Politics & Policy

Carly Fiorina: The Rare Republican Whose Bid for President Helped Her Party

(Joe Raedle/Getty)

The list of 2016 also-rans makes for a grim chronicle. There were the vanity candidates — Mike Huckabee and Rick Santorum (add, soon: Ben Carson) — for whom self-interest outweighed the public interest. There were the heavyweights — Rick Perry, Scott Walker, and Bobby Jindal — whose prospects were cut short by foolish voters. There were the head-scratching candidates: Jim Gilmore and George Pataki.

And there was Carly Fiorina.

About Carly, who dropped out of the Republican presidential race on Wednesday after single-digit finishes in Iowa and New Hampshire, one can say a rare thing: The Republican party is better for her having run — and, if the party is smart, she’ll be a part of it going forward.

To be sure, that Carly’s presidential bid never caught on is not a surprise. Her path was always narrow. She had no political experience besides a failed Senate race in deep-blue California. Her “CEO-as-president” pitch was undermined by a rocky tenure at Hewlett-Packard. The field was crowded. And it turns out that the Republican electorate is feeling thumotic — fair or not, an advantage to men.

But in a year of also-rans, Carly stood out — as one of the clearest, most incisive, and most forceful conservative speakers to come along in years.

That was on full display on the debate stage, where she turned in one solid performance after another. It was on display on the campaign trail, as my colleague Jay Nordlinger observed last year. And it was on display when you sat down and chatted with her, one-on-one.

#share#She knew how to nail a target: Hillary Clinton is “more qualified for the big house” than the White House, she said, and when she suggested that Republicans would love to see her debate Hillary Clinton, she was right. Where Clinton is cold and robotic and steals outfits from Kim Jong-Un’s wardrobe, Carly is amiable, fluid, and fashionable. She was also the only debate challenger of whom Donald Trump has seemed afraid, and perhaps rightly. When asked about Trump’s comments about her face, she slipped the knife in — “I think women all over this country heard very clearly what Mr. Trump said” — and he bled the rest of the night.

She singlehandedly forced liberal media outlets to discuss the Planned Parenthood videos that they had struggled desperately to ignore.

And consider: She singlehandedly forced liberal media outlets to discuss the Planned Parenthood videos that they had struggled desperately to ignore. How? By telling their story: “I dare Hillary Clinton [and] Barack Obama to watch these tapes. Watch a fully-formed fetus on the table, its heart beating, its legs kicking, while someone says, ‘We have to keep it alive to harvest its brain.’” Nebraska senator Ben Sasse rightly tweeted that Carly is “one of the best story-tellers [the GOP] has.”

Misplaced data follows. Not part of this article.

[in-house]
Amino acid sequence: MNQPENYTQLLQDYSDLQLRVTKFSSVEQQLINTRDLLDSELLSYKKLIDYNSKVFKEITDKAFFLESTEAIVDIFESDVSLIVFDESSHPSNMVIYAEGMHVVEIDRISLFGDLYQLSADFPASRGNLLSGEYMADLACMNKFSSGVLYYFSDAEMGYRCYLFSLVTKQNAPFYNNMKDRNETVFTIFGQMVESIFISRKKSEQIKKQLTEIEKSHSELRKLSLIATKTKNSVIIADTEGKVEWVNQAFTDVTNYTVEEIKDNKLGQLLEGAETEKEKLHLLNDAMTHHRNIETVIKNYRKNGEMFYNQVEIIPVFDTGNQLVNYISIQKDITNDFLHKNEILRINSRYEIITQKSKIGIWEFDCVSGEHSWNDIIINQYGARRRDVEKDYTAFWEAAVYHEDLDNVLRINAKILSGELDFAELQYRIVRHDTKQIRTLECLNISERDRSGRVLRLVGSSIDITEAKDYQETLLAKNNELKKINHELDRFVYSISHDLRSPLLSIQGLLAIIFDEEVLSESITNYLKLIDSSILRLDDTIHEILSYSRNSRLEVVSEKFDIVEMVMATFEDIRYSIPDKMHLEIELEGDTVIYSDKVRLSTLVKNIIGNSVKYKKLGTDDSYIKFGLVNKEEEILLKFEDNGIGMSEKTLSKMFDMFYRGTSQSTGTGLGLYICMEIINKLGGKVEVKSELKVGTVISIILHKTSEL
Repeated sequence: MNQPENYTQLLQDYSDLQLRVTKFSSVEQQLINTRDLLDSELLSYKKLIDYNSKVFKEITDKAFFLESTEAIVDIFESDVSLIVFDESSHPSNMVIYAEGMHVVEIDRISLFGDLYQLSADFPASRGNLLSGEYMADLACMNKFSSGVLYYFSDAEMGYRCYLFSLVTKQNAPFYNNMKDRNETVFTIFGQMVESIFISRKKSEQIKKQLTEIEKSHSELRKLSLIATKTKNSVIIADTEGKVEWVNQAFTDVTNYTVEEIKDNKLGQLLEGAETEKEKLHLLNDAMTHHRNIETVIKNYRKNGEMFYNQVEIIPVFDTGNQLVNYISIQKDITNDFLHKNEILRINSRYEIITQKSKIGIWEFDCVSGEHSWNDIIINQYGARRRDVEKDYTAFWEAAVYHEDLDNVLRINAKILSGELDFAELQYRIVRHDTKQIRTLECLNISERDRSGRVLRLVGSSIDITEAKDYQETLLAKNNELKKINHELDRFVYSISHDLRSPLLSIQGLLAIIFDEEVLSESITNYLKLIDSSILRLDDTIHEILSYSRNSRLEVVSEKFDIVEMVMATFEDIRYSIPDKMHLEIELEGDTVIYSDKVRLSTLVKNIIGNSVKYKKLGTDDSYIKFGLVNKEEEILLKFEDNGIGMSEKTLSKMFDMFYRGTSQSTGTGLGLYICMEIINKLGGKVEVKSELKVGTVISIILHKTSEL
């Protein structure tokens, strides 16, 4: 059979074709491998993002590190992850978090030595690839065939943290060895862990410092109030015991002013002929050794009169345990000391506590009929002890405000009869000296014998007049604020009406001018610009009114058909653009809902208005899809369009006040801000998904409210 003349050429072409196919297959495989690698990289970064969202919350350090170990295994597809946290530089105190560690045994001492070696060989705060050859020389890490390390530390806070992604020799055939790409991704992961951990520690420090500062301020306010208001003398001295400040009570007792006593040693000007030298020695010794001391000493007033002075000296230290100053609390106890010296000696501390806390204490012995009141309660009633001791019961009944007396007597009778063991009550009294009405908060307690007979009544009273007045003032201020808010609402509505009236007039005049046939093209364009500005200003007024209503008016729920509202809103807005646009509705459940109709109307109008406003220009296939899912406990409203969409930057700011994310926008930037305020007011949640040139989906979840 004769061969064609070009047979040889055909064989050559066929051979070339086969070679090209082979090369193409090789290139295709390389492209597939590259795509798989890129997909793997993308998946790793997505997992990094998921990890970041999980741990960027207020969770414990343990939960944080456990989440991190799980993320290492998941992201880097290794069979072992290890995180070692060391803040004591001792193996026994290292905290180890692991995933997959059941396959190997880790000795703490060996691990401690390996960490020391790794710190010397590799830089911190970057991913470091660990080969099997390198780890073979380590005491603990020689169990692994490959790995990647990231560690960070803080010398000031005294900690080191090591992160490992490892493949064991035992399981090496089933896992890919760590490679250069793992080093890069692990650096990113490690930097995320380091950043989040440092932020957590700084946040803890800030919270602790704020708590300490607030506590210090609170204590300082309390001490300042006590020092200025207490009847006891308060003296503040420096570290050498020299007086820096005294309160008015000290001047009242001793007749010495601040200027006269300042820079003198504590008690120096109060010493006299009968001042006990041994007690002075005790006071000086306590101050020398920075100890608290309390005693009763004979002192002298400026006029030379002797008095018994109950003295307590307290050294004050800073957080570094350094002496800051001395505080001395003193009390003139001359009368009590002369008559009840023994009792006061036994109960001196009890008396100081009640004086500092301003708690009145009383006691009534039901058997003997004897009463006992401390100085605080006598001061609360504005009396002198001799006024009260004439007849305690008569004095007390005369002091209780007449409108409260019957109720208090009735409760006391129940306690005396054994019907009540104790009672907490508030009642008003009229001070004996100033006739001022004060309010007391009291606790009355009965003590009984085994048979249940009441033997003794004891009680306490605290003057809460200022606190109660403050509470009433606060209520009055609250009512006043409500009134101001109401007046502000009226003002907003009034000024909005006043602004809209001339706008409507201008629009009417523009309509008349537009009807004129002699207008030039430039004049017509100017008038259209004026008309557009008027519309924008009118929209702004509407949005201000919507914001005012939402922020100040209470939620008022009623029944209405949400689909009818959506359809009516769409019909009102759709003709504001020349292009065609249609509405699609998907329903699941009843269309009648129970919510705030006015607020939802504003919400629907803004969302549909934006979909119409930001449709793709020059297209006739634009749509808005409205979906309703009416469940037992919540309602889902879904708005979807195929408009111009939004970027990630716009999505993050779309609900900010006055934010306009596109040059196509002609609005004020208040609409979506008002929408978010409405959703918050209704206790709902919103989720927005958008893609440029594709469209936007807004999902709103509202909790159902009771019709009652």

That’s something the party should seek to capitalize on going forward. The Republican party does not lack for substance. From Paul Ryan to “Reformocons” to the Right’s many think tanks, the party is full of eggheads. But it’s long lacked for style. Conservatism has been spoken like a second language (Mitt Romney’s “severely conservative”) or like a dirty secret (George W. Bush’s “compassionate conservative”) or like a round of tea party-movement Mad Libs (Plug in “constitution” wherever it tickles you!).

Marco Rubio and Ted Cruz are counterexamples, of course. But Carly offered a primetime exhibition of what a fluent, forceful conservatism sounds like from the lips not of a practiced politician, but of a capable amateur.

Had Carly won in California in 2010, she would be an important voice in the Senate at present. But her loss may prove a blessing in disguise. Rather than a congressional seat, Republicans should entrust to her the media hot-seat the next time Debbie Wasserman-Schultz accuses the GOP of this or that outrage.

A fearless, rapier-tongued Republican woman? Democrats will tremble.

— Ian Tuttle is a William F. Buckley Fellow in Political Journalism at the National Review Institute.

[Editor’s Note: This piece has been amended since its initial posting.]

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